5. The parents know that there is a good Jr Church there and so they feel comfortable bringing their kids. (NB: if you don’t have Jr Church, then think about what you can do on Sundays to make families of toddlers feel more comfortable being there. Children’s corners, welcomers, a reminder from the vicar to the congregation to help out parents who need an extra hand … ).

There are three Christening families who I would now consider “regular” attendees of our church (which means 2 – 3 Sundays a month), with 5 young children between them.  There’s a fourth family we might see every 6 weeks or so. For a church our size, this is significant, and means that we now have what feels like a “group” at that age. (This also means that any new families who come now won’t feel like the only family with toddlers.)

What I Learned:

  1. You need a few allies in the congregation – to welcome the new parents, to be on hand to help them during the service, to negate the effects of the “sssshhhhh” brigade or say “it’s okay – they’re just playing” to anyone giving the stink-eye to a non-disruptive child.
  2.  Sandra was right – repetition matters. One invitation isn’t going to get results. Ten invitations will.
  3. Several of the families who have come back have said they were planning to come back anyway when their children got a bit older – parents of babies and toddlers are hesitant to come to church out of fear of being disruptive. Assurance that it’s okay if their kids are behaving like kids might help them come back a little earlier than they were planning to. And if it doesn’t, then it’s important to keep up the invitations for at least five years after the Christening, so that when they are ready to come back, they know what’s going on and that they’re welcome.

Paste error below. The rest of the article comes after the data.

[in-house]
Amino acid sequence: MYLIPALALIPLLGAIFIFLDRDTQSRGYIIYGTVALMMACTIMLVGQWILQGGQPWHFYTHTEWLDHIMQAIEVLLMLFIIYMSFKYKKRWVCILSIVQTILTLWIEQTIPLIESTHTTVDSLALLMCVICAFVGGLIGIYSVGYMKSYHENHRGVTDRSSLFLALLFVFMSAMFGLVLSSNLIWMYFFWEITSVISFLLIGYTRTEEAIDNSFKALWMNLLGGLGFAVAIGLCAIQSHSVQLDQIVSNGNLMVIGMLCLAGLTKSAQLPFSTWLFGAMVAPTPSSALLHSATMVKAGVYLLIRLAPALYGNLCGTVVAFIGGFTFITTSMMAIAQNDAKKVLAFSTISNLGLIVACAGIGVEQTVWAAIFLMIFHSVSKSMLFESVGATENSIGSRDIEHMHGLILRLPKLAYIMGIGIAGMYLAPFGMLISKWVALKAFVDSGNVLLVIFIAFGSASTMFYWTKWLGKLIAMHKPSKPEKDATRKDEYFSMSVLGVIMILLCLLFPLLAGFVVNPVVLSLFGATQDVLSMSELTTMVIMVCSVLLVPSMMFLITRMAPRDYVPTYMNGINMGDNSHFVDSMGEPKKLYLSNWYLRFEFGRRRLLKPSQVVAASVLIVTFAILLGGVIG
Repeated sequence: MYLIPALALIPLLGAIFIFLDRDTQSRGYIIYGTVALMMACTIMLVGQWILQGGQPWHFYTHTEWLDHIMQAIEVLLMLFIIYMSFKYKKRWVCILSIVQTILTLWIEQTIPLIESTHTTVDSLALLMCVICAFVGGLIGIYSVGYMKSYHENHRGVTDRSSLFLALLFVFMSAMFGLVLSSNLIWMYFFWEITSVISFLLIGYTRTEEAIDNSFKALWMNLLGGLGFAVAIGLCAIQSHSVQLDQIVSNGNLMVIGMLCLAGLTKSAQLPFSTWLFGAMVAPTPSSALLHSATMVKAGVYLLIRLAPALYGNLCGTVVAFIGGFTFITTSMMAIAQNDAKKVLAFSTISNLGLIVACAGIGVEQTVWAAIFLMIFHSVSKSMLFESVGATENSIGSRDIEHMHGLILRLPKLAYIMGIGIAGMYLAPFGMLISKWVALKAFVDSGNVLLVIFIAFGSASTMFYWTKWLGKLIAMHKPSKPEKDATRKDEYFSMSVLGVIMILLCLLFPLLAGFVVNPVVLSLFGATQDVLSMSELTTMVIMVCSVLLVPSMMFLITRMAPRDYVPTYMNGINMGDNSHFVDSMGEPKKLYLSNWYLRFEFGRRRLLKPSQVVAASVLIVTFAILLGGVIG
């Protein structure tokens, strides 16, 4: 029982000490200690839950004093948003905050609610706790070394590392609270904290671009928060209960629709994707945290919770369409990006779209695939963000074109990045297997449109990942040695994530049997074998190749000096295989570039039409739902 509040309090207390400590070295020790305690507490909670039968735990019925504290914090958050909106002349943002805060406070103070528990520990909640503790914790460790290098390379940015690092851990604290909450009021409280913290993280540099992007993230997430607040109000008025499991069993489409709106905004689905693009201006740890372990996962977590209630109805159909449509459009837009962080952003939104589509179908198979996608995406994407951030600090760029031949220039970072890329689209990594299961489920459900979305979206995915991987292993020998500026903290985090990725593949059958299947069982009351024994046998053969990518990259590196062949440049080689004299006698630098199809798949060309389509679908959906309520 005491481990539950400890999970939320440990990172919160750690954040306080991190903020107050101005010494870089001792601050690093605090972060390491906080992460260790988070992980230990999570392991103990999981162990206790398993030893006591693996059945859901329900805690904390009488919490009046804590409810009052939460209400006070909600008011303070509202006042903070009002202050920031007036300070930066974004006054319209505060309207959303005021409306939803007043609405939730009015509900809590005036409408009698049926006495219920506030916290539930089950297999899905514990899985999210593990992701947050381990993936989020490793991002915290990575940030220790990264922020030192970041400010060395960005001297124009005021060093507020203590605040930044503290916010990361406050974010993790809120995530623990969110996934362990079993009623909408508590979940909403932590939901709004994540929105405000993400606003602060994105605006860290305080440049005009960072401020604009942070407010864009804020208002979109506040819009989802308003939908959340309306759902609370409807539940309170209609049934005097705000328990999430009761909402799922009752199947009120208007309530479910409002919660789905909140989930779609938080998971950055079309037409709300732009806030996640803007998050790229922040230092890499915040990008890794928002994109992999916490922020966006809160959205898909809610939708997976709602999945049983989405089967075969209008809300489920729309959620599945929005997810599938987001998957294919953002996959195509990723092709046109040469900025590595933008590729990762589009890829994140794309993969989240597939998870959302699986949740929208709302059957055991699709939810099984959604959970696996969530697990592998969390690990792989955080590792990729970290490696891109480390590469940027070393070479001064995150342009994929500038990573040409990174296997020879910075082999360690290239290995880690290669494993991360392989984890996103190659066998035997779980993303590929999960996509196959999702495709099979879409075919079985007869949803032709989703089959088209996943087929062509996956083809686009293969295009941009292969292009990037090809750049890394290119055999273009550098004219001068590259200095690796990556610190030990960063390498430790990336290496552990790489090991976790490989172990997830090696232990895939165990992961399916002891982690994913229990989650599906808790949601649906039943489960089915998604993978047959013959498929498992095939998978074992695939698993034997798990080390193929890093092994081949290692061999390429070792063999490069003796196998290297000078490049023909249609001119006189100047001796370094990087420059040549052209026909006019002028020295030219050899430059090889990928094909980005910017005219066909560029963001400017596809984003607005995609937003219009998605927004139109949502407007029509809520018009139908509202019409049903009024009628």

4. Keep it as simple as possible: “It’s Christmas. There’s a Crib service. Christmas Eve, 4 pm. It’ll be lovely and moving. Come and bring your kids.”

Nursery Rhyme Christening

Inspired by Simon Rundell’s Nursery Rhyme Mass, I’ve had a crack at writing some Nursery Rhyme texts for a baptism. They’re copied below – feel free to use them in churches and share them with others, but please do credit me.

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To the tune of “London Bridge Is Falling Down”

The oil goes on Sophie’s head, Sophie’s head, Sophie’s head,

The oil goes on Sophie’s head, for a blessing.

The water goes on Sophie’s head, Sophie’s head, Sophie’s head,

The water goes on Sophie’s head, now she’s christened!

The candle goes to Sophie’s home, Sophie’s home, Sophie’s home,

The candle goes to Sophie’s home, God is with her!

 

(Some fudging of the rhythm may be needed, depending on the child’s name – you can always just use “the baby” or “the child” instead of the name.)

 

To the tune of “Baa Baa, Black Sheep”

This can go right after the baptism itself

Welcome, welcome, to our family!

God has chosen you and me.

Washed in the water, together on the way,

We welcome the little one who’s joined us today.

 

To the tune of “Wind the Bobbin Up”

This can be used at the blessing over the water. A gesture can be given for “thank you,” so children can participate in actions throughout the song.

Pour the water in, pour the water in, splash! Splash! Clap clap clap!

Pour the water in, pour the water in, splash! Splash! Clap clap clap!

Thank you to Jesus, God up above!

Thank you for water, thank you for love!

We have come together, now we pray,

God, make this water special today!

Getting Started slides from 15th March